Happy Thanksgiving MAPpers! This week we celebrate with our friends and family a day of national Thanksgiving for all the good and beautiful people and moments in our lives. We are brining our turkeys, mashing our potatoes and pumpkining our pies in this special Thanksgiving edition of the MAP blog and now we present to you an informative history of Thanksgiving!
The page you were looking for could not be found.
Check the URL for errors.
Let’s start with an overview of what it means to have a Thanksgiving. Traditionally, a day of Thanksgiving was not an observed holiday, nor did it necessarily involve a feast; a day of Thanksgiving was generally given whence achieving some sort of victory either in battle or from a fantastic harvest or even the long awaited arrival on dry land after months at sea. Generally a religious celebration, it was a way of offering thanks for overcoming a feat either through a day of rest, a festival, or a feast—in modern America we do all three.
The pilgrims that held the traditional “first” Thanksgiving (or rather what we base our tradition on today) were English separatists (not to be confused with Puritans) who celebrated a three day thanksgiving in 1621 in Massachusetts along with the Native American leader Squanto and his tribe following a particularly bountiful harvest. They served various fowl, venison, and corn. They would celebrate after another successful harvest two years later in 1623. It became an annually celebrated festival in the Massachusetts Bay Colony for the first time in 1680.
During the Revolutionary War various days of thanksgiving were celebrated following wins at Saratoga and York. Presidents Washington and Adams both made Thanksgiving proclamations during their presidencies but the practice subsided until the end of the War of 1812 when President James Madison declared a national day of Thanksgiving once again. Following this, some states (particularly New York) began practicing regularly observed Thanksgiving days.
The Civil War began in 1861 and ripped the country in two. American vs American, brother vs brother, black vs white; America needed a boost. Lincoln proclaimed an official National Day of Thanksgiving in 1863, to be celebrated annually on the last Thursday of every November. Secretary of State William Seward wrote the proclamation:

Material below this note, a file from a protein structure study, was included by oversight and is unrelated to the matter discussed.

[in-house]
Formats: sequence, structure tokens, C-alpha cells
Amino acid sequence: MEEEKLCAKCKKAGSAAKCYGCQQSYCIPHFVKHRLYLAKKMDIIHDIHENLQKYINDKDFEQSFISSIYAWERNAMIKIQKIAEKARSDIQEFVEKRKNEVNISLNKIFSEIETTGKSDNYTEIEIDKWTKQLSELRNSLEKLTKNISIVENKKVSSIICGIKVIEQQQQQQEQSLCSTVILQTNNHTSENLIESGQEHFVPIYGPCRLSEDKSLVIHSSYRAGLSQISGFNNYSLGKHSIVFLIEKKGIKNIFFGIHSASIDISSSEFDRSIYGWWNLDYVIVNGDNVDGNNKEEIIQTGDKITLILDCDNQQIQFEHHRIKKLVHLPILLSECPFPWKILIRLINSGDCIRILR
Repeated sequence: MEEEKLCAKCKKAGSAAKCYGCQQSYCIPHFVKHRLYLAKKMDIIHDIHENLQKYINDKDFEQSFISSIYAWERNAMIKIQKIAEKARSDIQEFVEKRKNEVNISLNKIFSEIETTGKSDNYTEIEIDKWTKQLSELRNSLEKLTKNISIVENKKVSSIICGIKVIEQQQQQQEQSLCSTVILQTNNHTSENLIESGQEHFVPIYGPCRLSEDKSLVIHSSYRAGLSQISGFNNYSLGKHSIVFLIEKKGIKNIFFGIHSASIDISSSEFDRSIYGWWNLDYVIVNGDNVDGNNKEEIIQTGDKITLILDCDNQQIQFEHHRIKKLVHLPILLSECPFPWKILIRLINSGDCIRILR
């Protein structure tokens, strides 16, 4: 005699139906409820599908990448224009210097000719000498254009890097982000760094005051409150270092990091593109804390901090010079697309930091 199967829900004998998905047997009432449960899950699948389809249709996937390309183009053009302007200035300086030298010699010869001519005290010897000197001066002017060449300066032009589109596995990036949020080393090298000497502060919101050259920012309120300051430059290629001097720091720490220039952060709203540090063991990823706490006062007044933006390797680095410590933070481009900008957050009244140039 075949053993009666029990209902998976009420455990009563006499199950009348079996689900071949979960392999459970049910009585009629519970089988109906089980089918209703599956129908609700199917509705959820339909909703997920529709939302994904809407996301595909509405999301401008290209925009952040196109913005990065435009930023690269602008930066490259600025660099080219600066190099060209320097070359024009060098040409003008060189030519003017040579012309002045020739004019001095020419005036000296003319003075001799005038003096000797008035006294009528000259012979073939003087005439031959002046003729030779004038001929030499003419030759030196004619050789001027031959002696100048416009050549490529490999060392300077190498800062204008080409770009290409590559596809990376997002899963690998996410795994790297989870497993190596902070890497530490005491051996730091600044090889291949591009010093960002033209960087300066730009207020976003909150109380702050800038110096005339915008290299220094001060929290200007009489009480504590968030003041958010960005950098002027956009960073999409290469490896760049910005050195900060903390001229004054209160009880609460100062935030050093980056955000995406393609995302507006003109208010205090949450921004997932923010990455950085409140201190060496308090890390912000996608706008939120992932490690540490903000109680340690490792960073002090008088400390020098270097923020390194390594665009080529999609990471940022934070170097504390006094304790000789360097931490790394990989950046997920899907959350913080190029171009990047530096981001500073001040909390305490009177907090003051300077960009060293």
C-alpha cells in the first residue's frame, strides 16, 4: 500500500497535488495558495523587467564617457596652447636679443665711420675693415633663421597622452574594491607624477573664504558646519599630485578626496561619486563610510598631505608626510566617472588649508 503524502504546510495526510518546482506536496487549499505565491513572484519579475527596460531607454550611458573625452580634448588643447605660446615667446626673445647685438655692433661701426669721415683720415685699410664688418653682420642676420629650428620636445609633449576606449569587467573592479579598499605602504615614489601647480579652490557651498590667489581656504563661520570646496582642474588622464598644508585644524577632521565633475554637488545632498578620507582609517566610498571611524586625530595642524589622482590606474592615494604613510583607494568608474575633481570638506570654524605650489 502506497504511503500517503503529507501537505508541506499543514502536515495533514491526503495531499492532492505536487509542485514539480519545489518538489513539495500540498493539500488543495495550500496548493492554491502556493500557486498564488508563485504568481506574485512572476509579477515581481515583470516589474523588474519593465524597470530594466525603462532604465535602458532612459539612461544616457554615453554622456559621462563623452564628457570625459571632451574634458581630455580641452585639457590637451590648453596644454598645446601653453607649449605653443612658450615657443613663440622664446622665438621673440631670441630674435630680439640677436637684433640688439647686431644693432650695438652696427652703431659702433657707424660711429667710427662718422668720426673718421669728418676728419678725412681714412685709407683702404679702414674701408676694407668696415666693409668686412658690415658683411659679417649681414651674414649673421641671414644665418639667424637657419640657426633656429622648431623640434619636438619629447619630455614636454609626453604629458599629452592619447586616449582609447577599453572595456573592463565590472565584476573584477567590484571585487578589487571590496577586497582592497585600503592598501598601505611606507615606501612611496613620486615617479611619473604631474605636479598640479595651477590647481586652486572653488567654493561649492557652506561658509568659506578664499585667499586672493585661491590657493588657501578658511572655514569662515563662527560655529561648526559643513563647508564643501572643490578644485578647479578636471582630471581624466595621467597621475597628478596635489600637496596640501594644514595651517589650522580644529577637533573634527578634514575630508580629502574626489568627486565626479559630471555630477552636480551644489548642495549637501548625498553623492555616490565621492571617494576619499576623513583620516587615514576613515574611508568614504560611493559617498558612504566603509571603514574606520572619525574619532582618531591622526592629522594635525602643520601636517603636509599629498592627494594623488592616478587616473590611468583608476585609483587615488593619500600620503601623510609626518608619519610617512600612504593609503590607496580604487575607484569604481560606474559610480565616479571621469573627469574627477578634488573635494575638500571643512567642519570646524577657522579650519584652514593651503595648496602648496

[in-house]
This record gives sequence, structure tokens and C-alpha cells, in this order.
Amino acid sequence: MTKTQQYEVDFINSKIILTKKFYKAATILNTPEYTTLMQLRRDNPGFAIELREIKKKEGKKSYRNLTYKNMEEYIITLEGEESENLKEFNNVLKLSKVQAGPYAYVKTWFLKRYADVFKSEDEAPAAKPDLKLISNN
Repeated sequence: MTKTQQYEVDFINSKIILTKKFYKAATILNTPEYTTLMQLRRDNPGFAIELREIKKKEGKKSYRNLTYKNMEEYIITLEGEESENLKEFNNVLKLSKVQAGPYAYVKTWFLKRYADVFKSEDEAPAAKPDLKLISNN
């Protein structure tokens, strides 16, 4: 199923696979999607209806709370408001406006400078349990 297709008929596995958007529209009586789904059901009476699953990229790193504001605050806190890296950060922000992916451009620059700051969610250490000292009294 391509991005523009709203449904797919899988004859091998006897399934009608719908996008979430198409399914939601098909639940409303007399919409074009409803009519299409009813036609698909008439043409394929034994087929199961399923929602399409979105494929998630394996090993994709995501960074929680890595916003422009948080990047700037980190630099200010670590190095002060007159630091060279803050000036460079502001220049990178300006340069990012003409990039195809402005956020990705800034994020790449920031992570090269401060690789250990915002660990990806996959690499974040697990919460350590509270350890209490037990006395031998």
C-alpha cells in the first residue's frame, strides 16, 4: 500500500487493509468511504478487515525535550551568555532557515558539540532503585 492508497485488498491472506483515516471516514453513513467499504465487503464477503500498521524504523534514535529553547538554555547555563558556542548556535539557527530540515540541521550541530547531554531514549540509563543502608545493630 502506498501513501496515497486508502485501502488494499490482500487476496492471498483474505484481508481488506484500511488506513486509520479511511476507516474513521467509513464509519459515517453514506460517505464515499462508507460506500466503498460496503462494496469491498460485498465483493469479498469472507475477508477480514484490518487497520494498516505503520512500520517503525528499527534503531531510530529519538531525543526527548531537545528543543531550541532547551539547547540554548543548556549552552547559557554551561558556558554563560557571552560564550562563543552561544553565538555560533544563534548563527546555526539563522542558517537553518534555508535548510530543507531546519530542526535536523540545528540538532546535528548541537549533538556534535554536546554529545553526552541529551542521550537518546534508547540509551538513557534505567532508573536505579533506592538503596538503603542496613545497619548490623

“The year that is drawing towards its close, has been filled with the blessings of fruitful fields and healthful skies. To these bounties, which are so constantly enjoyed that we are prone to forget the source from which they come, others have been added, which are of so extraordinary a nature, that they cannot fail to penetrate and soften even the heart which is habitually insensible to the ever watchful providence of Almighty God. In the midst of a civil war of unequalled magnitude and severity, which has sometimes seemed to foreign States to invite and to provoke their aggression, peace has been preserved with all nations, order has been maintained, the laws have been respected and obeyed, and harmony has prevailed everywhere except in the theatre of military conflict; while that theatre has been greatly contracted by the advancing armies and navies of the Union. Needful diversions of wealth and of strength from the fields of peaceful industry to the national defence, have not arrested the plough, the shuttle, or the ship; the axe had enlarged the borders of our settlements, and the mines, as well of iron and coal as of the precious metals, have yielded even more abundantly than heretofore. Population has steadily increased, notwithstanding the waste that has been made in the camp, the siege and the battle-field; and the country, rejoicing in the consciousness of augmented strength and vigor, is permitted to expect continuance of years, with large increase of freedom. No human counsel hath devised nor hath any mortal hand worked out these great things. They are the gracious gifts of the Most High God, who, while dealing with us in anger for our sins, hath nevertheless remembered mercy. It has seemed to me fit and proper that they should be solemnly, reverently and gratefully acknowledged as with one heart and voice by the whole American people. I do therefore invite my fellow citizens in every part of the United States, and also those who are at sea and those who are sojourning in foreign lands, to set apart and observe the last Thursday of November next, as a day of Thanksgiving and Praise to our beneficent Father who dwelleth in the Heavens. And I recommend to them that while offering up the ascriptions justly due to Him for such singular deliverances and blessings, they do also, with humble penitence for our national perverseness and disobedience, commend to his tender care all those who have become widows, orphans, mourners or sufferers in the lamentable civil strife in which we are unavoidably engaged, and fervently implore the interposition of the Almighty Hand to heal the wounds of the nation and to restore it as soon as may be consistent with the Divine purposes to the full enjoyment of peace, harmony, tranquility and Union. In testimony whereof, I have hereunto set my hand, and caused the seal of the United States to be affixed. Done at the city of Washington, this third day of October, in the year of our Lord one thousand eight hundred and sixty-three, and of the independence of the United States the eighty-eighth.” Proclamation of President Abraham Lincoln, October 3, 1863.”